Breakfast at the Holiday Inn. On the way out, my sister nudges me to notice the man walking in. By God, it's Mr. Garilla. My junior high school gym teacher. I went up and introduced myself and said that I could never do any push-ups in his class, but in later years I had taken his advice to heart, and now I could. We laughed. He still looked as if he could pull me limb from limb.
Goodbyes, and back on the road. Home in four hours. Ran into a listener to the radio show at a rest stop, a friendly fellow named Mike. I walked away pleased by the compliment, but wishing I'd combed my hair; I probably looked ridiculous, all windblown and wearing a tanktop about 17 sizes too big. Once home I collected Jasper from the Giant Swede's house, and as usual Jasper was not himself once we came home. A little resentful. When I went to develop the film I bought a squeaktoy hedgehog and some Frosty Paws dog ice cream. All is now forgiven.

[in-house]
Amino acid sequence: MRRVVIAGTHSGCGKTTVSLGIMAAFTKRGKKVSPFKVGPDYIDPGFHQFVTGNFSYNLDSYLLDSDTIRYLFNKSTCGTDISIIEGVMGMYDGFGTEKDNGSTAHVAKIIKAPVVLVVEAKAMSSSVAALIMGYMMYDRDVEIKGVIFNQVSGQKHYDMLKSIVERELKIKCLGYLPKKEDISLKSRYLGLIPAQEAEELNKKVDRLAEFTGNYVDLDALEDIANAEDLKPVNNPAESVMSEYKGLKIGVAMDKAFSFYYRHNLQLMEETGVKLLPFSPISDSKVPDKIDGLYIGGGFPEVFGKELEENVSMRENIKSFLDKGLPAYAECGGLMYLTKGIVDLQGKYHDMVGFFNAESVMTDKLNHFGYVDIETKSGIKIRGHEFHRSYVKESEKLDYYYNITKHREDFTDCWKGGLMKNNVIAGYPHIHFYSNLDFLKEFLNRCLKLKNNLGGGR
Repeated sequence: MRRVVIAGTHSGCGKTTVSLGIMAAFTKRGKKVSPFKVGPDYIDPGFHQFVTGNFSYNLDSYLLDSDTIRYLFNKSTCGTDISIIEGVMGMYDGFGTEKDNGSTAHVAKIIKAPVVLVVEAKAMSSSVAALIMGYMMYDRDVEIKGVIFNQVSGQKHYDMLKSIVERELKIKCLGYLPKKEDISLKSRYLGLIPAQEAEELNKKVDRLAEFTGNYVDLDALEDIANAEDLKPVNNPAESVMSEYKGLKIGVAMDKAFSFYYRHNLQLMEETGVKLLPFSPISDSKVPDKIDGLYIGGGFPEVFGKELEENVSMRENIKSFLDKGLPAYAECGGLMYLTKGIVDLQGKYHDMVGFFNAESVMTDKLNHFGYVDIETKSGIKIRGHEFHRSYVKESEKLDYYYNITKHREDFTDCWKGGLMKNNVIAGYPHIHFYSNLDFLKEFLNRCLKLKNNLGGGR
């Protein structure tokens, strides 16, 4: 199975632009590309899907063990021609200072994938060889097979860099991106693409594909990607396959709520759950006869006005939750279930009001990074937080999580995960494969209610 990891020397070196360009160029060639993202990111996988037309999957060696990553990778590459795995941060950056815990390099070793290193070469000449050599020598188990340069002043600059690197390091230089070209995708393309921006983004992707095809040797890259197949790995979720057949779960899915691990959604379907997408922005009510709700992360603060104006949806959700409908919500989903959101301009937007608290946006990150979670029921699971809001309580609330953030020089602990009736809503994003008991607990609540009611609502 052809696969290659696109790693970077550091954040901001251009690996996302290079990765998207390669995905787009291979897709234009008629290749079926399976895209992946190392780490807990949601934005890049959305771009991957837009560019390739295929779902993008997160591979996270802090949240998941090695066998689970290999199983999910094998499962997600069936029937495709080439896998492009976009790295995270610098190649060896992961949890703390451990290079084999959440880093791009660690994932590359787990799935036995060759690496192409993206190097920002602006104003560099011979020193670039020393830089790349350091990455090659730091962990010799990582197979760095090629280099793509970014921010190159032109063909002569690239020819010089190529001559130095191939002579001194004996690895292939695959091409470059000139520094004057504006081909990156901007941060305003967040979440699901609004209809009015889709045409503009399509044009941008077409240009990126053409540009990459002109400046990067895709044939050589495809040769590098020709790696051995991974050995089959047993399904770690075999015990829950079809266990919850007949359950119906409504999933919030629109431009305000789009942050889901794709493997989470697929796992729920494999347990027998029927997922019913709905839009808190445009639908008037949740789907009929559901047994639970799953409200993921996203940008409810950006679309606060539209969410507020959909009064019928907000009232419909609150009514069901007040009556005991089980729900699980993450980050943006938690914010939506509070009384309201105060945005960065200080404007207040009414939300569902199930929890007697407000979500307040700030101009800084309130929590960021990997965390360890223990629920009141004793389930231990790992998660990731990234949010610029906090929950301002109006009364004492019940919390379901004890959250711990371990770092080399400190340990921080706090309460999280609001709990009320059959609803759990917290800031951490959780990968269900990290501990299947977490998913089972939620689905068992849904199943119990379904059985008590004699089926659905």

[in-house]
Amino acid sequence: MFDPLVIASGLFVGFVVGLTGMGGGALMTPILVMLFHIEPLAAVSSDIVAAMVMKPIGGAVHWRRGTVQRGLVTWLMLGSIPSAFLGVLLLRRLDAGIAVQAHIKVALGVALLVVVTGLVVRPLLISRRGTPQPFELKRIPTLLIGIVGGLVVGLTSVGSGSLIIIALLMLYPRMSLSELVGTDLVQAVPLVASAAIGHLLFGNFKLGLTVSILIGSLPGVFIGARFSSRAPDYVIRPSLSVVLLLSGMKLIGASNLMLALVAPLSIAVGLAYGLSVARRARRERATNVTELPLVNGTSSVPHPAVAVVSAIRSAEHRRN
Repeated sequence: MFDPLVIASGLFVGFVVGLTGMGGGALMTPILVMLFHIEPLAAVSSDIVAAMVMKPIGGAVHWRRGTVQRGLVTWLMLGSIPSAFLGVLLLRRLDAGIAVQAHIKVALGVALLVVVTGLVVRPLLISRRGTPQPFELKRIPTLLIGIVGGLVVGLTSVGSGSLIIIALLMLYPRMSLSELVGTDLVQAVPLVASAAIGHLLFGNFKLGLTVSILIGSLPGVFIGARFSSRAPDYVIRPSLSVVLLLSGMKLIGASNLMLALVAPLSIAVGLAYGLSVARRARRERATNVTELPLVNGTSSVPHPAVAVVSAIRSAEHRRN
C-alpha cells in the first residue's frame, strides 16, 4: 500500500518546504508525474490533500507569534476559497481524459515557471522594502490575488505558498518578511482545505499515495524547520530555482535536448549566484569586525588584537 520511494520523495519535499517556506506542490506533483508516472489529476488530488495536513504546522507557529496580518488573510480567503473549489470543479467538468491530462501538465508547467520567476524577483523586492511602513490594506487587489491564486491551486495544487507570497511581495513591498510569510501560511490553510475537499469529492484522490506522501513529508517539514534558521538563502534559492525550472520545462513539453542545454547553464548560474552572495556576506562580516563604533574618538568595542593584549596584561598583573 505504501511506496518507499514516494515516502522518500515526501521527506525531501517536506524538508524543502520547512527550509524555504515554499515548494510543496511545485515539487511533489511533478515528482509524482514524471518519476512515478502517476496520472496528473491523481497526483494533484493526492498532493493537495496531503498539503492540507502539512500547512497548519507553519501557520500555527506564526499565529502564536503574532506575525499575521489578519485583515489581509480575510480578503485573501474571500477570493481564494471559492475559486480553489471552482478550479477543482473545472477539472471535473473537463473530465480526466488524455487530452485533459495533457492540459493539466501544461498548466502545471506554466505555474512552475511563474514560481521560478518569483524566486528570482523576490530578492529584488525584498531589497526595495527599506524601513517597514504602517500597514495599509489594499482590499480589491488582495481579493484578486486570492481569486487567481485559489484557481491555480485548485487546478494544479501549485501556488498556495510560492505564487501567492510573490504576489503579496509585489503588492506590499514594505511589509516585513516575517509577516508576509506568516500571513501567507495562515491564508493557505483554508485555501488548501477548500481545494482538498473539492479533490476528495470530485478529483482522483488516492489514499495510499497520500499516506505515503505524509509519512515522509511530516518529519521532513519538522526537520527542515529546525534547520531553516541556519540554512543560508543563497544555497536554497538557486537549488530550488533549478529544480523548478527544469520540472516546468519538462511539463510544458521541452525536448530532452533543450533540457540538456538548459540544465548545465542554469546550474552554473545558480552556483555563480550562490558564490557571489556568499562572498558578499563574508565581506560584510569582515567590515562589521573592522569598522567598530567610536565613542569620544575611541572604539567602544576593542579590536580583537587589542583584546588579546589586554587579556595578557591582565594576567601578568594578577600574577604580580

It's raining now, and I'm on the back porch. Next time I waterski, or at least innertube. But I used to say that then, too. Back then it was only 40 miles and 50 minutes to the lake. It's three and a half hours today. Two hundred miles and 25 years away.